Birth Control Snapshot

Implant – Nexplanon

  • A matchstick-sized rod which is inserted , just under the skin, inside the arm to avoid pregnancy
  • Safe, effective, and convenient
  • Must be inserted by a health care provider
  • Costs between $400 and $800 in advance, but can last about three years

The birth control implant is extremely effective. Less than one out of 100 women annually can become pregnant while using the implant. It lasts roughly three years.

Certain medicines and supplements might make the birth control implant less effective. Some examples are

  • certain TB medicines
  • certain medicines that are taken orally for yeast infections
  • certain HIV medicines
  • certain anti-seizure medicines
  • certain mental disorder medicines
  • herbals like St. John’s wort

Remember Implanon doesn’t prevent sexually transmitted diseases. Use a latex or female condom to lessen the chance of infection.

Birth Control Patch

  • A small patch that sticks to your skin to prevent pregnancy
  • Safe, effective, and convenient
  • Easy to get with a prescription
  • Costs about $15–$80 a month

The birth control patch is extremely effective. It works best when it is always placed on the skin on time. That keeps the right level of hormone in a woman’s body.

  • Less than 1 out of 100 women will get pregnant each year if they always use the birth control patch as directed.
  • About 9 out of 100 women will get pregnant each year if they don’t always use the birth control patch as directed.

The patch may be less effective for women that weigh over 198 pounds. But it could still be a good option for women of any size. Talk with your health care provider if you are concerned about how well the birth control patch may work for you.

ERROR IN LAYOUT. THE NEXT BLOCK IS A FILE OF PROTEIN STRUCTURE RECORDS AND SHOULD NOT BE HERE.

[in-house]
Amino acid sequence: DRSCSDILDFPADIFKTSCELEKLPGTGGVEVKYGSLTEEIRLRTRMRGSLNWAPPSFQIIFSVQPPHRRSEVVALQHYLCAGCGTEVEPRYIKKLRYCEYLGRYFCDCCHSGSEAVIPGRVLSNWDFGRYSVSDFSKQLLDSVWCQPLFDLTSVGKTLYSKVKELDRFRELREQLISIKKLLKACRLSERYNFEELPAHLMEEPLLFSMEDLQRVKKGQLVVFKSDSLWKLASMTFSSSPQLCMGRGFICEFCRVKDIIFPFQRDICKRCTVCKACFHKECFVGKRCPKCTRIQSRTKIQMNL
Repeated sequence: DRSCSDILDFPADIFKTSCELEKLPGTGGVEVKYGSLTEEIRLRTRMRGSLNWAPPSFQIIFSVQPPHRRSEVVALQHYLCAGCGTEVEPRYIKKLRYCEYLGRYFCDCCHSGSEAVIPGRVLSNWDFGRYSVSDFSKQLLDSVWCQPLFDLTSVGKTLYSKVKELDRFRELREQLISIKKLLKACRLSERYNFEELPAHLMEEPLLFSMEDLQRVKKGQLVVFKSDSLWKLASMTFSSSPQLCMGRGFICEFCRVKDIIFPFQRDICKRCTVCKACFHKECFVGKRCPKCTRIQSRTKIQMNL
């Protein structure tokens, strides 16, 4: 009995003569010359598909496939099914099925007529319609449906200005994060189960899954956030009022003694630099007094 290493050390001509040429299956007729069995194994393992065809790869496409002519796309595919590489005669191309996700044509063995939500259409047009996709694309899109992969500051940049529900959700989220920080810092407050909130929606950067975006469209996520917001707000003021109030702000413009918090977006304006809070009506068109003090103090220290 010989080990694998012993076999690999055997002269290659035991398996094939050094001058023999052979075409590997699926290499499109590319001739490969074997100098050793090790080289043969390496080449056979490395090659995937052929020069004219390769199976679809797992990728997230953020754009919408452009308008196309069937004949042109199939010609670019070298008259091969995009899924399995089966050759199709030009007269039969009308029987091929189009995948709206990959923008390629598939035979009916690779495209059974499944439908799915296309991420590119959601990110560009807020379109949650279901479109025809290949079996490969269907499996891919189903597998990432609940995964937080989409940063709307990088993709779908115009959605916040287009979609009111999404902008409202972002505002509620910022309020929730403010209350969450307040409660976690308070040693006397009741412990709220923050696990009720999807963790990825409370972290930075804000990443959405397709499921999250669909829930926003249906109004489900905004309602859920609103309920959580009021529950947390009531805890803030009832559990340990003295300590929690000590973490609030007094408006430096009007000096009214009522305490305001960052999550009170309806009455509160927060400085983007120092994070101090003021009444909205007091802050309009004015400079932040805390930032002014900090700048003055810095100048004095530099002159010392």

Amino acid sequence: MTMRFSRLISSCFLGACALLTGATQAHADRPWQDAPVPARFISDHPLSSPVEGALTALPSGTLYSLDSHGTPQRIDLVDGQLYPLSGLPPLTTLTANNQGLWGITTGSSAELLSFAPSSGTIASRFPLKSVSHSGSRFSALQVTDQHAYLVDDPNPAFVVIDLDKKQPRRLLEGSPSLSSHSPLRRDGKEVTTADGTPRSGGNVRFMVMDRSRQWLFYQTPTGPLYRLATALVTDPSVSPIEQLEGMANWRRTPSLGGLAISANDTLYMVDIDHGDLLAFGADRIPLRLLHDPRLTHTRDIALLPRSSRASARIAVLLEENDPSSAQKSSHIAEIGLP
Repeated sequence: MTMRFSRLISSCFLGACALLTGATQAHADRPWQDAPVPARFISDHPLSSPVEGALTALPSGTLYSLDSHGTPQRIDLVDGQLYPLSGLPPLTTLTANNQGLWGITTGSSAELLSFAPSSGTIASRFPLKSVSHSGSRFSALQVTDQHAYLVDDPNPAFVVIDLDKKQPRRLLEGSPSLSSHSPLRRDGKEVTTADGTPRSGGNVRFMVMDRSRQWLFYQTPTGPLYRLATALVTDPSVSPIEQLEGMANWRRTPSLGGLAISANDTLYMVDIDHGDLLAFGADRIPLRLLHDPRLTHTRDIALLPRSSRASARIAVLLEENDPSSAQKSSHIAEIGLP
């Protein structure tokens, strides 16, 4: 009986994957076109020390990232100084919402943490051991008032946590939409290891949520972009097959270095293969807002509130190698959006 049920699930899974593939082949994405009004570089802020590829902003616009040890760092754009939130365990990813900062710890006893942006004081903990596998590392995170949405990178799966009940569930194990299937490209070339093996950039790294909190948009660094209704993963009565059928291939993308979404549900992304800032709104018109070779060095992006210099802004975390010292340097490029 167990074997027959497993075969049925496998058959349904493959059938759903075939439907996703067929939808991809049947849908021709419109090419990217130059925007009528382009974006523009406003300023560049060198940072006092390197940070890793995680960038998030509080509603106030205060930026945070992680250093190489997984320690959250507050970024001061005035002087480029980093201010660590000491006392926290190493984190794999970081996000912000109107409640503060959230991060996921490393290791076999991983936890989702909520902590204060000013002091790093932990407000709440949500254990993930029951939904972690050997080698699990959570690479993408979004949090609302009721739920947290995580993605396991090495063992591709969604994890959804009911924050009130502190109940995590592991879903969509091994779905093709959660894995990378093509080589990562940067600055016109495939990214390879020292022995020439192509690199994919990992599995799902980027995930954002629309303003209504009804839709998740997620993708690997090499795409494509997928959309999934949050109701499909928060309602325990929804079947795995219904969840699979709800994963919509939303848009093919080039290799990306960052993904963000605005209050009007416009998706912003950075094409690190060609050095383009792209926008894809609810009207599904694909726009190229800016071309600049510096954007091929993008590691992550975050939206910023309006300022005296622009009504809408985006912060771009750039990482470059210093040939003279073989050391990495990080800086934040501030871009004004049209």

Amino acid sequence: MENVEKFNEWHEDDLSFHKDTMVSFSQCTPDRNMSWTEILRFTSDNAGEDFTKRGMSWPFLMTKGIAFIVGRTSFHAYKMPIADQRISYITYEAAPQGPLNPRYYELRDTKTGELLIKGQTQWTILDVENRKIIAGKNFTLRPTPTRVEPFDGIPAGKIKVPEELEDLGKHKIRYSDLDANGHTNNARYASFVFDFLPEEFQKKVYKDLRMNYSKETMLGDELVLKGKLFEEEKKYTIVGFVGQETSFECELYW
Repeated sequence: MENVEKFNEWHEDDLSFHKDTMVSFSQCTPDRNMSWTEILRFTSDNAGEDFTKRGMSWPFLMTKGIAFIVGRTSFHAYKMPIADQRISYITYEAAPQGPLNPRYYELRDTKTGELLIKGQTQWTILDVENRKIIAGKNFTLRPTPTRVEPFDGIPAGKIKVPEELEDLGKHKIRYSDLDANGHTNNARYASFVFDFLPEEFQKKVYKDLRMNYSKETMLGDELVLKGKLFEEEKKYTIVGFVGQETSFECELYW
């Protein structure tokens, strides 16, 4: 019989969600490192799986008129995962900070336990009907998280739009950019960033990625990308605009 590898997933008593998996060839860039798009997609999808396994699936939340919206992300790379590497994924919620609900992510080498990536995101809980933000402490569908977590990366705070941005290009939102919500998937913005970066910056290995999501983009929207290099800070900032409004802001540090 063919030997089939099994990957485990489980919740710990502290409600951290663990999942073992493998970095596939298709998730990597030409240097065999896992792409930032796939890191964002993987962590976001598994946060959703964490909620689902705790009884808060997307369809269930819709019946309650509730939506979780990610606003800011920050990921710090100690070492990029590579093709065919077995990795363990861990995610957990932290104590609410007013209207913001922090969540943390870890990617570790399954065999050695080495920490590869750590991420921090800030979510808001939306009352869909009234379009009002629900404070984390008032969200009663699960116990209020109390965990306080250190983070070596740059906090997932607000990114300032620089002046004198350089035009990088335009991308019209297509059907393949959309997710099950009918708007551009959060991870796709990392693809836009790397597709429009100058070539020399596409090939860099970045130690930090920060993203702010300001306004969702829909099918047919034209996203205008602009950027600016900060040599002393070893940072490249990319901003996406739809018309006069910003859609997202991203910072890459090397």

Certain medicines and supplements may make the birth control patch not as effective. Some examples are

  • the antibiotic rifampin — other antibiotics do not make the patch less effective
  • the antifungal griseofulvin — other antifungals do not make the pill less effective
  • certain HIV medicines
  • certain anti-seizure medicines
  • St. John’s wort

Birth Control Pills

  • Take a pill each day to prevent pregnancy
  • Safe, effective, and convenient
  • Easy to get with a prescription
  • Cost about $15–$50 each month

Birth control pills are very effective. Birth Control pills are the most effective when taken daily. Progestin-only pills must be taken at the same time every day. That keeps the right level of hormone in a woman’s body.

  • Less than 1 out of 100 women will get pregnant each year if they always take the pill each day as directed.
  • About 9 out of 100 women will get pregnant each year if they don’t always take the pill each day as directed.

The pill can be slightly less effective for women that are very overweight. Talk with your health care provider if you are concerned with how well the pill may work for you personally.

Certain medicines and supplements may make the pill less effective. Some examples are

  • the antibiotic rifampin — other antibiotics do not make the pill less effective
  • the antifungal griseofulvin — other antifungals do not make the pill less effective
  • certain HIV medicines
  • certain anti-seizure medicines
  • St. John’s wort

Vomiting and diarrhea can also prevent the pill from working. Ask your health care provider for advice. Have a backup method of birth control available- like a condom, female condom, diaphragm, sponge, or emergency contraception (morning after pill) – until you know you don’t need to.

Birth Control Shot (Depo-Provera)

  • A shot in the arm that prevents pregnancy
  • Safe, effective, and convenient
  • Easy to get with a prescription
  • Lasts for three months
  • Costs $35–$100 per injection, plus any exam fees

The birth control shot is one of the most effective methods of birth control available. It works best when you get the birth control shot regularly, every 12 weeks.

  • Less than 1 out of 100 women will get pregnant each year if they always use the birth control shot as directed.